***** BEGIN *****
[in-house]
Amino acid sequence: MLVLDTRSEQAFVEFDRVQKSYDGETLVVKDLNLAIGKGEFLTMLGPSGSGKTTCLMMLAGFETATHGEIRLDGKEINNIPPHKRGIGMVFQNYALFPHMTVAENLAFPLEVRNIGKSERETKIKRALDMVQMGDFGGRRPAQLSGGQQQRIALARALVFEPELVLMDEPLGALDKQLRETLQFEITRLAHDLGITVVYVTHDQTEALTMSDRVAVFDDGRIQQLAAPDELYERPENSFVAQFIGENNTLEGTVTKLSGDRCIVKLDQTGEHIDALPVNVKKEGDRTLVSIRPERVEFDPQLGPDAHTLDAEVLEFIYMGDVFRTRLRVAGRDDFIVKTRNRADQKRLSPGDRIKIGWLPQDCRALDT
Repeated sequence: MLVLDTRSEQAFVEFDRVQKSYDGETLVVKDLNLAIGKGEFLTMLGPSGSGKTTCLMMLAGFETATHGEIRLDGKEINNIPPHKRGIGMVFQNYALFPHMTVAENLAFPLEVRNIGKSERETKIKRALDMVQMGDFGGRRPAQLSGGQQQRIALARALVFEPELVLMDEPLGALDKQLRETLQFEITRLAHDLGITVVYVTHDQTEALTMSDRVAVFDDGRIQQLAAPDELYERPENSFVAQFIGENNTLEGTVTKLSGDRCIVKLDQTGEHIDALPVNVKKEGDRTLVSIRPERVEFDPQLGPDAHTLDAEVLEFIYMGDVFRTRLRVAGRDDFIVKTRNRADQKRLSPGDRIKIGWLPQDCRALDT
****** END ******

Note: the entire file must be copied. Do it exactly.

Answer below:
[in-house]
Amino acid sequence: MLVLDTRSEQAFVEFDRVQKSYDGETLVVKDLNLAIGKGEFLTMLGPSGSGKTTCLMMLAGFETATHGEIRLDGKEINNIPPHKRGIGMVFQNYALFPHMTVAENLAFPLEVRNIGKSERETKIKRALDMVQMGDFGGRRPAQLSGGQQQRIALARALVFEPELVLMDEPLGALDKQLRETLQFEITRLAHDLGITVVYVTHDQTEALTMSDRVAVFDDGRIQQLAAPDELYERPENSFVAQFIGENNTLEGTVTKLSGDRCIVKLDQTGEHIDALPVNVKKEGDRTLVSIRPERVEFDPQLGPDAHTLDAEVLEFIYMGDVFRTRLRVAGRDDFIVKTRNRADQKRLSPGDRIKIGWLPQDCRALDT
Repeated sequence: MLVLDTRSEQAFVEFDRVQKSYDGETLVVKDLNLAIGKGEFLTMLGPSGSGKTTCLMMLAGFETATHGEIRLDGKEINNIPPHKRGIGMVFQNYALFPHMTVAENLAFPLEVRNIGKSERETKIKRALDMVQMGDFGGRRPAQLSGGQQQRIALARALVFEPELVLMDEPLGALDKQLRETLQFEITRLAHDLGITVVYVTHDQTEALTMSDRVAVFDDGRIQQLAAPDELYERPENSFVAQFIGENNTLEGTVTKLSGDRCIVKLDQTGEHIDALPVNVKKEGDRTLVSIRPERVEFDPQLGPDAHTLDAEVLEFIYMGDVFRTRLRVAGRDDFIVKTRNRADQKRLSPGDRIKIGWLPQDCRALDT